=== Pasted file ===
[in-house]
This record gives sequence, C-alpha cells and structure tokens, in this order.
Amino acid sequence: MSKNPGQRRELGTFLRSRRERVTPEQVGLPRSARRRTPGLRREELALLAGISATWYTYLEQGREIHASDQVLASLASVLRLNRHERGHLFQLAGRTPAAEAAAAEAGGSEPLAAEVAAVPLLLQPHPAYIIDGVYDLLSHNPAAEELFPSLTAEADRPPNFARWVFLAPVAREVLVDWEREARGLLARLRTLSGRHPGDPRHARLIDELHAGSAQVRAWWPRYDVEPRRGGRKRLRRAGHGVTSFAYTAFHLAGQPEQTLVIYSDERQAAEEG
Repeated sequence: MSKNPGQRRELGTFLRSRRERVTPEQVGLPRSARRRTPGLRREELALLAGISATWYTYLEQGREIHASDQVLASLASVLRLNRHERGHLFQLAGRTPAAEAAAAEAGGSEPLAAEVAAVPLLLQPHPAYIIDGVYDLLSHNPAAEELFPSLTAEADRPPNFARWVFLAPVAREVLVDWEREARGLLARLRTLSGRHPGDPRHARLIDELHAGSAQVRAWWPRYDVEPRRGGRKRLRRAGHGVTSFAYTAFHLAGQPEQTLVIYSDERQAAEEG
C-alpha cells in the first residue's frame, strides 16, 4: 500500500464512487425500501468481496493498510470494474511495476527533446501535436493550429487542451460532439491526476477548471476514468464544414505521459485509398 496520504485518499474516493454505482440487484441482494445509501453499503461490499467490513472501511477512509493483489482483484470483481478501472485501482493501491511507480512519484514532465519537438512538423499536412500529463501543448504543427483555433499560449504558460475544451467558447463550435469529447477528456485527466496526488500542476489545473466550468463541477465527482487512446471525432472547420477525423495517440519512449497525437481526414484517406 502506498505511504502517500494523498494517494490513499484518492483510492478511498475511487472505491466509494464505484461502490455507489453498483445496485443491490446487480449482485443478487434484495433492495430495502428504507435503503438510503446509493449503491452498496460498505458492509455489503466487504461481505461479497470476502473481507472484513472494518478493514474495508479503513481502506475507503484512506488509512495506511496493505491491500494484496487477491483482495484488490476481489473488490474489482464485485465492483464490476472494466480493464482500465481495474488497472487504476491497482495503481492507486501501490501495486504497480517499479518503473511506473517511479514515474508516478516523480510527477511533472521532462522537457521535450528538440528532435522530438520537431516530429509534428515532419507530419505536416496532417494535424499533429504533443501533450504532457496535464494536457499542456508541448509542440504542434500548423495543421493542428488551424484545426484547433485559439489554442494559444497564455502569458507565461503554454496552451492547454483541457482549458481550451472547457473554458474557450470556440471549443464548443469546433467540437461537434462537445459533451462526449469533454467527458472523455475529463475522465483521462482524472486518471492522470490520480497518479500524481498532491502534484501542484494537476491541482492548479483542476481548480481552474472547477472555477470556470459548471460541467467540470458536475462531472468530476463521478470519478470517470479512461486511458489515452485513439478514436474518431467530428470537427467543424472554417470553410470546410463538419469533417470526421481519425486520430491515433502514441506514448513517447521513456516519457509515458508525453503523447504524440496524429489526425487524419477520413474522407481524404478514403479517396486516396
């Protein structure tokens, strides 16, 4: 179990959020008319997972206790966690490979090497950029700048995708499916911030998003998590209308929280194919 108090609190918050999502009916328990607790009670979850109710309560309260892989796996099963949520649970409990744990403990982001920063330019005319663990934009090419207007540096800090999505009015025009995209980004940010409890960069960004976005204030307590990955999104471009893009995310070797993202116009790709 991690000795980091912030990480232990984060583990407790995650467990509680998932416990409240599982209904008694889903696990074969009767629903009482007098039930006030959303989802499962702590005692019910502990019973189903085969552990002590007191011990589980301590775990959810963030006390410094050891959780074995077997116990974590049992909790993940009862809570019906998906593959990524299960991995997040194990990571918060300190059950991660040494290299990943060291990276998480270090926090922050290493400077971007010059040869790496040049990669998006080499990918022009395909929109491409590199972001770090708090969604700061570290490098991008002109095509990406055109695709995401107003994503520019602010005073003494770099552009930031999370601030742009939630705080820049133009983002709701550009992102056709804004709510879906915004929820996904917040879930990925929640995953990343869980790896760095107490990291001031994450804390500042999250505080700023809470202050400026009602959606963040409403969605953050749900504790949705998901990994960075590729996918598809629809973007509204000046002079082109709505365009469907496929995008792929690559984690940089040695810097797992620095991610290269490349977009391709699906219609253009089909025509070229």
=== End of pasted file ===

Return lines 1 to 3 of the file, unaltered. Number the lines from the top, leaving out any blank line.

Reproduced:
[in-house]
This record gives sequence, C-alpha cells and structure tokens, in this order.
Amino acid sequence: MSKNPGQRRELGTFLRSRRERVTPEQVGLPRSARRRTPGLRREELALLAGISATWYTYLEQGREIHASDQVLASLASVLRLNRHERGHLFQLAGRTPAAEAAAAEAGGSEPLAAEVAAVPLLLQPHPAYIIDGVYDLLSHNPAAEELFPSLTAEADRPPNFARWVFLAPVAREVLVDWEREARGLLARLRTLSGRHPGDPRHARLIDELHAGSAQVRAWWPRYDVEPRRGGRKRLRRAGHGVTSFAYTAFHLAGQPEQTLVIYSDERQAAEEG